It’s an exciting time in the garden, full of promise. The days are lengthening and despite some hard frosts, temperatures are rising and spring bulbs appearing.
As a very general guide, plants which flower early in the year are pruned immediately after flowering, because they flower on the previous year’s growth. This gives them time to put on new growth during the rest of that year, ready to flower early the following year.
Late flowering plants are left through the winter to be pruned in the following spring, after the danger of frosts has passed, because they flower on the current season’s growth. So they are pruned early in the year and put on new growth, which flowers later the same year.
There are always exceptions to the rule and nowadays the weather is unpredictable, which can confuse not only plants, but wildlife too.
But Don’t Worry! If you prune at the wrong time, you’ll lose that year’s flowers but it’s unlikely you’ll kill the plant.
1. Prune wintering flowering shrubs if they have finished flowering.
2. Prune Wisteria, this requires pruning twice a year.
Wisteria Summer Pruning. In July or August cut back the long whippy, thin green shoots, leaving 5 or 6 leaves at the base of the shoot. This controls the size and prevents wisteria from getting into gutters and under roof tiles.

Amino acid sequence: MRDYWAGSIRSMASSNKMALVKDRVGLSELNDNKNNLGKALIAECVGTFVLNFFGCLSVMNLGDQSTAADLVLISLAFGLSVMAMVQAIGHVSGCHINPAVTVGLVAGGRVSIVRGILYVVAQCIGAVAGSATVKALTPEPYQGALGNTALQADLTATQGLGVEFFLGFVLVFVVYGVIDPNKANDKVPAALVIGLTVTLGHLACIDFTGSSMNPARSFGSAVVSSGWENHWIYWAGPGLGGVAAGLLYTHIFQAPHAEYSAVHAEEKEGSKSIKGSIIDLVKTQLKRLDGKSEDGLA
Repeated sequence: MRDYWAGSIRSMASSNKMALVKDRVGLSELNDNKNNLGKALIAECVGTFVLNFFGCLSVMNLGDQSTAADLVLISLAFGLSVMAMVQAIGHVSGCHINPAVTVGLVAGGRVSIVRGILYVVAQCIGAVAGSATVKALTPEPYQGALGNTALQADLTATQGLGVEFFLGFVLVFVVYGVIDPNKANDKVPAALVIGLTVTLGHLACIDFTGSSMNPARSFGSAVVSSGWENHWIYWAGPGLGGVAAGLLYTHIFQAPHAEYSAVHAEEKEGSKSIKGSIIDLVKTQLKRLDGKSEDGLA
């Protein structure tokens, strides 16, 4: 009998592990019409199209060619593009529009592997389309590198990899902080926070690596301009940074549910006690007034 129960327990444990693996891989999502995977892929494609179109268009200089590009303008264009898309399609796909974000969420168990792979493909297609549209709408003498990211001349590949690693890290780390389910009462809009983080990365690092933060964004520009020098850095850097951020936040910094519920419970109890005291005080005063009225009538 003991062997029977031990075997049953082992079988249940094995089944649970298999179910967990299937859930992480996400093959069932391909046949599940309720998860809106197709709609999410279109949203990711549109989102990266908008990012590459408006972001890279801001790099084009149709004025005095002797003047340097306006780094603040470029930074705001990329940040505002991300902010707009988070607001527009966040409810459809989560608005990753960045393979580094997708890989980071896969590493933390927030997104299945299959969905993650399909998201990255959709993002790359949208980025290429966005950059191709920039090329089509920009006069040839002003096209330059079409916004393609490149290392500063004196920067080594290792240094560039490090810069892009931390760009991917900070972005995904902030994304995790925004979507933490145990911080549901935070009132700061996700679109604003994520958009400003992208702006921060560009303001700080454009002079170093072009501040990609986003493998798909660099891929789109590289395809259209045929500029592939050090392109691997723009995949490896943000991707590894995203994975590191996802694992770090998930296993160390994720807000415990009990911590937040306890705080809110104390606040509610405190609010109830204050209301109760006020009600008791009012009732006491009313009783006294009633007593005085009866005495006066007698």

Wisteria Winter Pruning. In January or February, cut back the same shoots you pruned in the summer, leaving 2 or 3 shoots at the base. This encourages the plant to develop flower buds and not just leaf buds. If you didn’t prune in the summer, don’t worry, just go ahead with winter pruning
- Grasses. Between now and late March, cut deciduous grasses down to an inch or two of stubble, it will only be a few weeks before you see them again.
- Evergreen grasses. Comb them through to remove any dead stuff – don’t cut them back.
- Snowdrops are flowering, if you have lots they can be divided. With a trowel or hand fork, gently dig out a small clump and re-plant it elsewhere in the garden – this is called planting ‘in the green’.
- Perennials. Leaving them through the winter will have provided food and cover for wild-life, but now they will be looking tatty so you can start to tidy up by cutting the dead stems at the base. Mind where you step on the borders as there will be new shoots appearing.
- Ponds. Don’t clean or empty them out as they are waking up, leave that til late autumn, but remove leaves that have landed in them. Also remove other, obviously dead plant material but leave it to drain on the ground nearby, so any creatures can escape and return to the water and don’t disturb frogspawn.
- Fruit and vegetables. Start preparing the beds, some seeds can be sown under cover. As fruit buds appear you may want to net them to protect them from the birds.
But my blackbirds adore blueberries! So, I’ve decided I get as much pleasure from watching the birds eat them, as I do from eating them myself – so we share them!